KP: Peshawar’s traffic warden system fails to deliver


Peshawar: Two years since its inception, Peshawar’s traffic wardens system sputters and stall as the city sinks into the construction chaos of Peshawar Bus Rapid Transport Corridor and enforcers of traffic laws are nowhere to be seen, say residents of the city.

Traffic mess, they say, remains the same and rules violations are still common and most of the times go un-checked. In many cases pedestrians and drivers violate traffic rules right in front of the eyes of the traffic police constables.

“What are the traffic wardens there for, if they are not doing what they are meant to,” said Mohammad Hafeez, a daily intra-city commuter told New Lens Pakistan.

The traffic warden system was launched in June 2015 in the provincial metropolis by PTI-led provincial government of Khyber Pakhtunkhwa to manage traffic on various strategic points in the city through traffic education, facilitation and replacing the old setup.

The newly inducted traffic wardens were provided a brand new look: New uniform, supplementary fleet of vehicles, professional training by motorway police and many other facilities.

Chief Minister Pervez Khattak and the then Inspector General police Nasir Khan Durrani, while speaking on the launching ceremony, stressed that the wardens would be a permanent and long-lasting solution to the traffic mess and lawlessness on the roads.

Since taking over the provincial government in May 2013, a ‘reformed and revamped police’ has been a mantra frequently repeated by the KP government and PTI’s chief Imran Khan.

School children sitting over suzuki: Photo by News lens Pakistan

However, ground reality tells different the story and citizens too are not happy, at least with the new traffic wardens performance, if not the whole police.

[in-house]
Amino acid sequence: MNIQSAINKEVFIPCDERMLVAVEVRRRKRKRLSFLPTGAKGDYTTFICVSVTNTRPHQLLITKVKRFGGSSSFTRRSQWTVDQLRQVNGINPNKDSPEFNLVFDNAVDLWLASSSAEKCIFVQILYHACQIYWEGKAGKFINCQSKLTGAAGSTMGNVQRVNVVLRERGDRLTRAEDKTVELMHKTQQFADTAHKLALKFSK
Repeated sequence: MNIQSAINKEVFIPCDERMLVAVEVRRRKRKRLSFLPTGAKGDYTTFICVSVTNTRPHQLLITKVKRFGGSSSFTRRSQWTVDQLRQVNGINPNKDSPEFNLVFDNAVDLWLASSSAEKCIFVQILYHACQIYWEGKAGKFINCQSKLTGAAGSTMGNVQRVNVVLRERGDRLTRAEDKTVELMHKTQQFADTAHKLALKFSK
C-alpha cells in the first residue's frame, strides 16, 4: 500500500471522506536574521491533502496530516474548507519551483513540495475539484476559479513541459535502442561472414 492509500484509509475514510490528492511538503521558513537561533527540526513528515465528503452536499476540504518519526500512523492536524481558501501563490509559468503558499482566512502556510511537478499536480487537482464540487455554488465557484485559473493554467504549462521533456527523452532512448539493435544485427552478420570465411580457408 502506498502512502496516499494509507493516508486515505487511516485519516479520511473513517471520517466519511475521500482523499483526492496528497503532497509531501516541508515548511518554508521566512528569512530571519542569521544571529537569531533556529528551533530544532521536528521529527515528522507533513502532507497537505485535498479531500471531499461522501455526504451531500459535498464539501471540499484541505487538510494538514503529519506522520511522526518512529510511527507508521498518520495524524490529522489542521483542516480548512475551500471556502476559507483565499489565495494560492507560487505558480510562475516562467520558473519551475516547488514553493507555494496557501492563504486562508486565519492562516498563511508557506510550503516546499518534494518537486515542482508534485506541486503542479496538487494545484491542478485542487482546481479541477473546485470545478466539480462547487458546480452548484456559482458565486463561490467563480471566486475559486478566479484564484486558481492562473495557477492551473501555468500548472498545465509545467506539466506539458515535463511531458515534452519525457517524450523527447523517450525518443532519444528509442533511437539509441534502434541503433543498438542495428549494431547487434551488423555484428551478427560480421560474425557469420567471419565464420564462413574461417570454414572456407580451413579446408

“The new wardens are just ‘a change of uniform’ as millions have been spent on the new traffic wardens, but the huge investment is yet to pay off,” stressed Hafeez.

Overloaded vehicle plying on GT road, Peshawar: Photo by News Lens Pakistan.

Traffic rules’ violations, he continued, like overloading, driving without seat belt on, license, and with tinted glasses, fake number plates and bikers without helmets were common and could be easily observed in every part of the city.

According to official data Traffic Police, there are more than 68,000 rickshaws plying on the roads of Peshawar, 26,000 of which are without rote permit.

Rickshaw without number plate: Photo by News Lens Pakistan

SSP Traffic Yasir Afridi, when inquired regarding the failure of traffic wardens in the implementations of law, painted a different picture. In an interview with Truth Tracker, he said, “Wardens are doing their job perfectly and they are to a great extent successful in implementation of rules.”

He said that all the traffic violators including those doing overloading, using pressure horns, tinted glasses, driving without seat belt were being penalised accordingly on regular basis. Many violators, he said, were also being educated regarding traffic rules rather than issuing them fines, like bike riders or rickshaw drivers since majority of them were not aware of laws and could not afford the challans.

He said 600 traffic wardens are performing their duty on different venues throughout the city including 150 new-recruited and trained traffic wardens.

Afridi, however failed to answer a simple question: “Why implementation of traffic laws is nowhere to be seen if wardens were doing their job perfectly?” He, however asked a counter question from this scribe: “If police in a planned and limited city like Islamabad is not fully successful to implement the traffic rules, how can police of a complex and comparatively bigger city like Peshawar be?”

A traffic warden, on the condition of anonymity told Truth Tracker that initially traffic wardens had started their work very faithfully and zealously but gradually they lost it because they were not given what they were promised. He said government had promised Two-Step Promotion and Wardens Allowance for them but either of the promise was yet to be fulfilled.

Interestingly, Yasir Afridi when asked regarding these promises, said that both of promises were fulfilled and wardens were ‘just exaggerating’.

When asked if there was any shortage of resources with Traffic Police said, “Yes, of course” but he refused to explain what kind of shortage of resources were they facing e.g funds, manpower, infrastructure etc.

“If traffic wardens are not benefitting the citizens, than they and whole system is just a waste of money,” said Hafeez.


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